Finally: Nayanthara. This woman is a Goddamn STAR. In Kolamavu Kokila she plays an innocent girl who stumbles upon the world of cocaine dealing. Here, in a completely contrasting role, she’s a confident and badass CBI agent. She’s awesome there, she’s even better here. It’s also worth noting that Anjali, despite her badassery, is still very much a feminine individual. And I’m not just referring to the way she looks either. I’m talking about that maternal warmth and compassion she exudes. There’s a stark difference between writing badass female characters and writing male characters but getting female actors to bring those characters to life. I’m looking at you Naachiyaar. Anyway, every time Nayanthara pops up, she fills the frame with her ample charisma.
If in 2005 you told me that 13 years later, I would be more excited to catch a Nayanthara movie than one starring Ajith, I would have laughed at your dumb ass. Yet, here I am in 2018 eagerly anticipating the next picture starring this star. Which brings me to the one inexcusable gripe I have with Imaikkaa Nodigal. Why the need for the Arjun character? Or more specifically, why the need for the Arjun character to be the one who dishes out the beatings? Why couldn’t Anjali be the MASS ACTION STAR? Nayanthara vs Anurag Kashyap? Now wouldn’t that have been something.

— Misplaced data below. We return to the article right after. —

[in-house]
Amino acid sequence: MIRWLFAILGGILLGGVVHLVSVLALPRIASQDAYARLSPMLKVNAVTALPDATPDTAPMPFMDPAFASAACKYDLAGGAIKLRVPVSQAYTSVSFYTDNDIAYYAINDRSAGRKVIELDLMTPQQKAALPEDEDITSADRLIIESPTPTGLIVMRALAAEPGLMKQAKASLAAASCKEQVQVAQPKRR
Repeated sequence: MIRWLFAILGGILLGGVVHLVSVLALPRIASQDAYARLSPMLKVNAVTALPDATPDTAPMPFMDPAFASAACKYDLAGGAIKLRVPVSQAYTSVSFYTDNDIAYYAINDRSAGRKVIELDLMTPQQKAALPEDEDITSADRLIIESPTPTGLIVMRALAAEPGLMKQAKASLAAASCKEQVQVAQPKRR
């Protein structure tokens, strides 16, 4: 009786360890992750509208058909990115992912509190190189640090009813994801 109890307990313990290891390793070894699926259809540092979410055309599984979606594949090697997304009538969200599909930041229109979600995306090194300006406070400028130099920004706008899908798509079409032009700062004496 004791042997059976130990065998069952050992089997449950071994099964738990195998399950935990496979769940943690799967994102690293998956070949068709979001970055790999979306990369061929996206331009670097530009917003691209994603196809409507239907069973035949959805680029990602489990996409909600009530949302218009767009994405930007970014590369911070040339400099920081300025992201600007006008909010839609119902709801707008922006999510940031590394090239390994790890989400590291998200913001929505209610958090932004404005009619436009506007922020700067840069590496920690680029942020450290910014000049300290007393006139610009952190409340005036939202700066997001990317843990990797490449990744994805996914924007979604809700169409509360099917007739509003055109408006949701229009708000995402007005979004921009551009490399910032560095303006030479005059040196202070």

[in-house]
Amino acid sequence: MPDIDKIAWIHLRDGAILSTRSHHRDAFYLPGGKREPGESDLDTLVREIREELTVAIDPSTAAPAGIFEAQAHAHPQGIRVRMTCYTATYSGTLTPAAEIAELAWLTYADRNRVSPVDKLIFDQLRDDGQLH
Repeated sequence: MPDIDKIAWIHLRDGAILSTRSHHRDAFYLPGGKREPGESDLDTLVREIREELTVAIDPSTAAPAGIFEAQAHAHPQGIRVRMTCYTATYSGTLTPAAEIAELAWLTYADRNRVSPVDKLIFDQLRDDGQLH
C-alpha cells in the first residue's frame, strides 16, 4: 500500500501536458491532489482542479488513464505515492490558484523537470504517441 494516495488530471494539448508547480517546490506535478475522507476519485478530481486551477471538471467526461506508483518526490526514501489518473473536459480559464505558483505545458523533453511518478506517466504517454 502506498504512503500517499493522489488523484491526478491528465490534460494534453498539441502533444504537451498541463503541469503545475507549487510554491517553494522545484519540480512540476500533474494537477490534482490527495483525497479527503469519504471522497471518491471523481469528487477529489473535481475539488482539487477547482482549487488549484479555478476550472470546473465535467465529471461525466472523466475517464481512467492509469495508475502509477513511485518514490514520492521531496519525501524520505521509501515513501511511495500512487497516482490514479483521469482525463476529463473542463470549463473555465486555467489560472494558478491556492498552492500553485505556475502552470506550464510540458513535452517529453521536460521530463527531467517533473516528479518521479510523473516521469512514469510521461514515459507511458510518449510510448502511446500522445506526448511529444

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The twists -- all 792 of them -- come fast and furious and are mostly ridiculous. The answers to the questions set up early on in the movie are a letdown, lacking both in creativity and smarts. The film also wraps up far too conveniently. But despite all of that, despite it not being the movie that it set itself up to be, despite it not being the movie I hoped to get, it's still thoroughly entertaining.